As COVID hit, M-Sport was forced to tighten the purse-strings and the development budget was slashed and several redundancies made.

Loeb’s career looked to have waned

When Sébastien Loeb does eventually fully retire from the WRC, it won’t be his Hyundai years that many remember with fondness – not least Loeb himself.


But the nadir of Loeb’s time aboard an i20 Coupe WRC was the 2020 Monte Carlo Rally where the nine-time champion was a complete shadow of his former self on a rally he, at that time, had won more than anybody.

Put simply, he just wasn’t competitive. While Neuville took the car on to win, Loeb was nowhere, and real questions were beginning to be asked: had ‘le maestro’ finally lost his magical touch?

The same event two years later firmly proved that not to be the case, of course.

Rovanperä had broken his first record

No, not the youngest ever world champion one, or even the youngest ever rally winner. The record Kalle Rovanperä broke back in early 2020 was the youngest ever WRC podium finisher at just 19 years old.

The then WRC2 Pro champion wasted no time in getting down to business for Toyota, breaking that record on just his second ever top-line start in Sweden. A sign of things to come.


But who did he eclipse we hear you ask? There’s actually an entire article on that elsewhere on DirtFish, but for sheer throwback vibes we’re going to give you the answer.

Evgeniy Novikov.

Whatever happened to him?

Latvala was still a driver (just)

Jari-Matti Latvala is now into his third year as the team principal of Toyota Gazoo Racing’s world rally team, but three years ago he was still fighting to keep his driving career alive.

Dropped from Toyota’s lineup as it went for three brand-new drivers in Ogier, Evans and Rovanperä, Latvala intended to complete a part-time program to show his worth – and the first of those was Rally Sweden in a rented Yaris WRC.

Unfortunately the rally didn’t go to plan, as an electrical fault – that caused Latvala’s engine to regularly cut out – on the first day put Latvala out, and he elected not to restart with running at the front and not setting good stage times of no interest to him.

To date, it remains Latvala’s last WRC start. A few months later, a call to succeed Tommi Mäkinen as Toyota’s service park leader proved too good to resist.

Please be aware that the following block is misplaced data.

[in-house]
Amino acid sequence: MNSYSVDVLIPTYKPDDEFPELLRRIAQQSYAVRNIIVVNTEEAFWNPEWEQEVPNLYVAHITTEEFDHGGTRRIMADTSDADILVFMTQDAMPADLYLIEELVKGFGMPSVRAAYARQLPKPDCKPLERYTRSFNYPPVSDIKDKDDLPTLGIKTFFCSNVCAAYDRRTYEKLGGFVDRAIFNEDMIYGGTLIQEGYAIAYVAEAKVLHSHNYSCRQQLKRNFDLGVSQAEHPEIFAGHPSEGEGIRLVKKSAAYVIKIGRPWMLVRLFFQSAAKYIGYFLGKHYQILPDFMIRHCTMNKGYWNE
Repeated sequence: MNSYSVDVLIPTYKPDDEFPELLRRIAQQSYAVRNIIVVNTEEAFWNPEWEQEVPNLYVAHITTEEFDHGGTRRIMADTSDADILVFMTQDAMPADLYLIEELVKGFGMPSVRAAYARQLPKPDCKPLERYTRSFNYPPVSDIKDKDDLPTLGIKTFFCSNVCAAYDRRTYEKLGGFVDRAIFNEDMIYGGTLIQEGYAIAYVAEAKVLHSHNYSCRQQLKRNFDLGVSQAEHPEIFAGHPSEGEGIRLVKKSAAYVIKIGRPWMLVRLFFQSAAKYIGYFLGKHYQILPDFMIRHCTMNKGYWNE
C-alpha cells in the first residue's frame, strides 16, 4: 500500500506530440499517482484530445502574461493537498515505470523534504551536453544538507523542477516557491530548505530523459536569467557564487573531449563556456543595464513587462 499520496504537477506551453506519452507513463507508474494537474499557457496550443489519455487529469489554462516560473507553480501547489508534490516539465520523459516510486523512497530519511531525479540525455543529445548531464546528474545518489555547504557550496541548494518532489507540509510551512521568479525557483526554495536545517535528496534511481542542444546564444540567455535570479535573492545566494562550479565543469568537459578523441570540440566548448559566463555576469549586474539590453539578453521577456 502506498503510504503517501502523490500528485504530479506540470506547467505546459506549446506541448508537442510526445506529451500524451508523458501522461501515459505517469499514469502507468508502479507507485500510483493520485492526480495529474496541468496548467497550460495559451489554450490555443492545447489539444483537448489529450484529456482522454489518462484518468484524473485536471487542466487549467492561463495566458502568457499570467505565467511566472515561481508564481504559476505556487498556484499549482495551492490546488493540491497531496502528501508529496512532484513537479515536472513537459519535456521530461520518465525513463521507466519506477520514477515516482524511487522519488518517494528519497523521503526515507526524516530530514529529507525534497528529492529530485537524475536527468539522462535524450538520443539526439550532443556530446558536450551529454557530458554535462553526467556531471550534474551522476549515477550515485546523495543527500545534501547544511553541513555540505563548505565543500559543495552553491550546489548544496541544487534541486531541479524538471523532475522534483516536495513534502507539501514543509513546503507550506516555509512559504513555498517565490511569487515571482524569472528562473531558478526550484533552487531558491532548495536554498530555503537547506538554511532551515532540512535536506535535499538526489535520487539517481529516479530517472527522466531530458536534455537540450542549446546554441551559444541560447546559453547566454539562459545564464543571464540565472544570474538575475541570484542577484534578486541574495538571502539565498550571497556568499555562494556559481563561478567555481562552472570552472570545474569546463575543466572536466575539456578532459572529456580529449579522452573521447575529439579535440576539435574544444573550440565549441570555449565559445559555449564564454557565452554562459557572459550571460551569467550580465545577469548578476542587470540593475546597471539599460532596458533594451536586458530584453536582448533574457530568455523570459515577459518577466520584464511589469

World Rally Cars ruled the roost

This is a bit of a disappointing one as it’s fairly obvious, so we almost didn’t include it. But it’s too important a difference between 2020 and 2023 to leave out.

It doesn’t need much explaining though,


First introduced in 2017, the most-extreme iteration of the World Rally Car regulations was into its fourth of five seasons three years ago, with hybrid and Rally1 set to displace it in 2022.

WRC2 was just for ‘pros’

Although the ‘Pro’ suffix had been dropped from WRC2 for 2020, the category was still for the elite Rally2 drivers – unlike today where it’s for everybody.

To compete in WRC2 you either had to be an ex-manufacturer-registered driver or be paying for the privilege of more TV time and better road position/seeding.

Mads ostberg

As such, the field was far slimmer than what we have today. In fact just a paltry eight drivers – Mads Østberg, Nikolay Gryazin, Ole Christian Veiby, Adrien Fourmaux, Rhys Yates, Pontus Tidemand, Eyvind Brynildsen and Jan Kopecký – competed all season, albeit for four different marques.

Østberg eventually won the title in a final round shootout with Tidemand, while the rest of the Rally2 (then often referred to as R5 still too) field competed in WRC3.

Monza was just a racing circuit

Before COVID-19 turned the season upside down, Monza hosted a rally show every year but that was but a minor thought in the brain of any rally fan.